Black Student Union co-president Tae Dews sings with Christian Parks '16 during Monday's Martin Luther King, Jr. Day celebration chapel service. Parks, a former MLK Day committee member while a student at EMU, returned to campus for the weekend's events, which commemorated the federal holiday and King's 85th birthday. (Photos by Macson McGuigan)

Rev. Risher urges MLK celebration attendees to ‘stay woke through this revolution’

The Reverend Sharon Washington Risher addresses more than 200 gathered in Lehman Auditorium for Monday’s celebration service.

In 1967, Sharon Washington Risher heard The Rev. Dr. Martin Luther King Jr. speak in Charleston, South Carolina. Then a little girl, she remembers being summoned with a phone call from her mother to dress in her Sunday best, to walk alone down the street to the hall where he would speak.

Settled in the back, she remembers, “I couldn’t see, but I could hear Dr. Martin Luther King’s voice and in my young mind, he sounded like what I thought God sounded like,” she told the large crowd gathered in Eastern Mennonite University’s Lehman Auditorium.

That “little ol’ Geechee girl from Charleston” knew then that she, too, wanted to speak, to “stand up in front of a crowd and they would want to hear what I had to say.”

Student Clarissa White leads the EMU community in a solidarity march on campus.

Risher visited Eastern Mennonite University to speak at Monday’s celebration chapel service in honor of King. The hour-long service was a culminating activity of EMU’s MLK remembrance events, which began Jan. 10 with a religious diversity workshop and continued over the weekend.

‘Serious times’

An ordained preacher and hospital chaplain now living in Dallas, Texas, Risher has become, like King, an “accidental activist,” traveling the country to preach a message of love even though she has every reason to hate after her mother, cousins and childhood friend were among those slain in a Charleston church by a white supremacist in 2015.

“Remain awake through this great revolution,” she admonished, taking the phrase from King’s 1988 sermon in Washington D.C.’s National Cathedral. “…These are serious times we are living in now … as serious as the Middle Passage, as serious as those whips and chains and auction blocks, as serious as the Montgomery bus boycott, the Million Man March, the killing of Trayvon Martin and Tamar Rice, the Million Women March, the killing of nine innocent people in a church, mass shootings all over this country. If we don’t wake up and stay woke, we will have missed all Dr. King fought for. We are living in a new revolution, and it’s just not affecting black people or people of color. This new revolution affects all of us, from each nation and country.”

Celeste Thomas, director of Multicultural Student Services, worked with Black Student Union members to plan this year’s MLK Week events.

National holidays are “not enough,” she continued. “Magnificent monuments of granite will not alter the pain or alleviate the sufferings of those who still yearn to breathe free. Their lives will not be in vain. We must not permit Martin King’s memorial to be another stop on the tourist bus route. Where are the new activists? Who will when awakened, disturb the church and humanity from its rest? Who will speak when this new era needs a new Martin? Who is there who is prepared to come after him? What preacher in all our churches is ready to fill the void of his leadership?”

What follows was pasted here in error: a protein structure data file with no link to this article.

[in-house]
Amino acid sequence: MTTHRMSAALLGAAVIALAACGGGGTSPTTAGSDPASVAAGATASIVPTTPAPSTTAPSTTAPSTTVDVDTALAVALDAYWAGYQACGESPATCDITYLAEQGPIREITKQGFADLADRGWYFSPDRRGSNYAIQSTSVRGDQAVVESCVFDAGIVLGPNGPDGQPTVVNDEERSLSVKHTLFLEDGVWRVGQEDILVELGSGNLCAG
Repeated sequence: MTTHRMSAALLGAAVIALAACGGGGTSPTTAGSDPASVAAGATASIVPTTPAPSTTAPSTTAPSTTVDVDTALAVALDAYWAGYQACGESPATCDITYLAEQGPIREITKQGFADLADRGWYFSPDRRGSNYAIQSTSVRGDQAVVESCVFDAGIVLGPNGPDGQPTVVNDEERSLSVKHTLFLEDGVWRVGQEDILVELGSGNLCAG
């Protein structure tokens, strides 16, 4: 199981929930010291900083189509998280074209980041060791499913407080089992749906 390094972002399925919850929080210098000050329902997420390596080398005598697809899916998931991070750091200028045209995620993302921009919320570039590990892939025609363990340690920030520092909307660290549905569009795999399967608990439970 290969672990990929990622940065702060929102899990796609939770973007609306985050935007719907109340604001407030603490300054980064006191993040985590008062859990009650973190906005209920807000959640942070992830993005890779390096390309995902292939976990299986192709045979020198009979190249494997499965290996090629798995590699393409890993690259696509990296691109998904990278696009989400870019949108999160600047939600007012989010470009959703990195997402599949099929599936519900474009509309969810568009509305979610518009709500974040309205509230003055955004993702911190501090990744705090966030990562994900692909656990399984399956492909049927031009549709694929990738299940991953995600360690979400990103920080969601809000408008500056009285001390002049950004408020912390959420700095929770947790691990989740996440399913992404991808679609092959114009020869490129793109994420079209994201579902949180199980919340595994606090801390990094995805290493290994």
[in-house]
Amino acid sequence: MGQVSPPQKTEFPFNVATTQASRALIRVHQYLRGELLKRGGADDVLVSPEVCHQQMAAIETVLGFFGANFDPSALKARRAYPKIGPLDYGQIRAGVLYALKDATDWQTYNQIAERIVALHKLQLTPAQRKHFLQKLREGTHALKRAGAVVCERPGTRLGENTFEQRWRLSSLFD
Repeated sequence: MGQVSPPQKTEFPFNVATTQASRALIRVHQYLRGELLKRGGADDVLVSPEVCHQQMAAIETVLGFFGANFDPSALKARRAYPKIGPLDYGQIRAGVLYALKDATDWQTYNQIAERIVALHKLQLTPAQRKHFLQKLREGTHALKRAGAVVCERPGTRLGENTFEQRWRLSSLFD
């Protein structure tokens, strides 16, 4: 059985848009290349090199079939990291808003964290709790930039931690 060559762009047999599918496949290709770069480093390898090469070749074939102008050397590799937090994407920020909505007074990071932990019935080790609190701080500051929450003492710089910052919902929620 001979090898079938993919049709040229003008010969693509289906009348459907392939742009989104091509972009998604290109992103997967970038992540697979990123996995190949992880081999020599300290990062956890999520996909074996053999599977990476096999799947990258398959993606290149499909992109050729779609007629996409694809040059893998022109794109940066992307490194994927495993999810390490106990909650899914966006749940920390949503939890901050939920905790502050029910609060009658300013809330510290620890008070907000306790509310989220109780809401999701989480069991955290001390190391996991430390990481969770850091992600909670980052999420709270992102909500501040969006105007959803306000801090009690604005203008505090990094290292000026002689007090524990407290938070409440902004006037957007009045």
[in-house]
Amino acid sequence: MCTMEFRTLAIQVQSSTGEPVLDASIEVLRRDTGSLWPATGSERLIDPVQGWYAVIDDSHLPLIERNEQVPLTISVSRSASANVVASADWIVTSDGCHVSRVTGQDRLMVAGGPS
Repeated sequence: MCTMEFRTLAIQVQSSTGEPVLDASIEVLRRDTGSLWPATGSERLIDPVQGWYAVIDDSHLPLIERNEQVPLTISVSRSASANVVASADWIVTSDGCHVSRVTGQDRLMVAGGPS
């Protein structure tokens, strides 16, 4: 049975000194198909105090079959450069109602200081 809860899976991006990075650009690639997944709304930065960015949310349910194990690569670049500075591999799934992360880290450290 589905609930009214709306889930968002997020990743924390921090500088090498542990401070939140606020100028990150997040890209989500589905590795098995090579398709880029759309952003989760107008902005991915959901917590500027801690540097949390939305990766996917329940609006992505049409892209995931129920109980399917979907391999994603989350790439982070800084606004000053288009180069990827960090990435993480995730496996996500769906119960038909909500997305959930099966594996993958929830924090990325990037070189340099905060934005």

Living into our potential

Prior to Risher’s address, Mayor Deanna Reed invoked King’s spirit to praise the activism of 2017 and to urge its growth: “The foundation that Dr. King laid before us gives us today the blueprint we need for us not to sit back and be silent. We can no longer, in 2018, just let things go, especially in the climate we are in today, when we have leadership who thinks it’s okay to make derogatory comments about our African countries, and chalks it up as tough language. We have a lot of standing we need to do.”

Black Student Union (BSU) co-president Tae Dews echoed this challenge later, both praising EMU as a “diverse community founded on the principles of peacebuilding” and “its wonderful potential” while asking for more leadership and involvement in a “plan of racial justice, a plan of bridging the gap between the different diverse communities that we host here, just more intentionality on building that unity here.”

The week was planned by a committee and BSU members, with guidance from director of multicultural student services Celeste Thomas. Many of them participated in the chapel service, bringing scripture and prayer, a litany and music.

  • In her opening remarks, MLK Week committee co-chair and graduate student Oksana Kittrell said that the week was a call to action: “As you focus in on this idea of staying ‘woke’ in a time of oppression for not just brown bodies, but white ones as well, I encourage you to take what you have seen here, learn and experience today, and take the first step, to just stand. Stand on behalf of those who cannot. It’s time for change.”
  • Junior Clarissa White provided a scripture reading from Ephesians 4, and BSU co-president Tae Dews led an invocation.
  • Senior Maleke Jones performed his song “Caged Bird.”

    Maleke Jones performs “Caged Bird,” an original composition.
  • A litany read by seven students Tae Dews, Precious Waddy, Brittany Williams, Cameron White, Clarissa White, Grant Amoateng and Oksana Kittrell highlighted student dreams, hopes and thoughts, with the refrain, “Peace is a daily, a weekly, a monthly, a personal process, gradually changing opinions, slowly eroding old barriers, quietly building new structures.”

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